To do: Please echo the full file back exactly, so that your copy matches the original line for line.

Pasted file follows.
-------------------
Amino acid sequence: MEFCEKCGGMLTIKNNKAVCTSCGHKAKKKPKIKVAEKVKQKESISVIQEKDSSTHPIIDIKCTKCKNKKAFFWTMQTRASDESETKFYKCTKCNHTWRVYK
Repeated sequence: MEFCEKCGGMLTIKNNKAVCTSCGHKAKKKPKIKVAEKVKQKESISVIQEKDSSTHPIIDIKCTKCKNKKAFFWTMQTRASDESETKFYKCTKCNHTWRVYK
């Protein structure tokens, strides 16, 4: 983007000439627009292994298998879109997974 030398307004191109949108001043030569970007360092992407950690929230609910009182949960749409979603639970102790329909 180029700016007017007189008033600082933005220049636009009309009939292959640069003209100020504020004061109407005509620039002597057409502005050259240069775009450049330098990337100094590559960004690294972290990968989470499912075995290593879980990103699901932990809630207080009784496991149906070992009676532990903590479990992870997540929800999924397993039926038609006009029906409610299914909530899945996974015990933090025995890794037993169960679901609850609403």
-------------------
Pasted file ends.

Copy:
Amino acid sequence: MEFCEKCGGMLTIKNNKAVCTSCGHKAKKKPKIKVAEKVKQKESISVIQEKDSSTHPIIDIKCTKCKNKKAFFWTMQTRASDESETKFYKCTKCNHTWRVYK
Repeated sequence: MEFCEKCGGMLTIKNNKAVCTSCGHKAKKKPKIKVAEKVKQKESISVIQEKDSSTHPIIDIKCTKCKNKKAFFWTMQTRASDESETKFYKCTKCNHTWRVYK
């Protein structure tokens, strides 16, 4: 983007000439627009292994298998879109997974 030398307004191109949108001043030569970007360092992407950690929230609910009182949960749409979603639970102790329909 180029700016007017007189008033600082933005220049636009009309009939292959640069003209100020504020004061109407005509620039002597057409502005050259240069775009450049330098990337100094590559960004690294972290990968989470499912075995290593879980990103699901932990809630207080009784496991149906070992009676532990903590479990992870997540929800999924397993039926038609006009029906409610299914909530899945996974015990933090025995890794037993169960679901609850609403």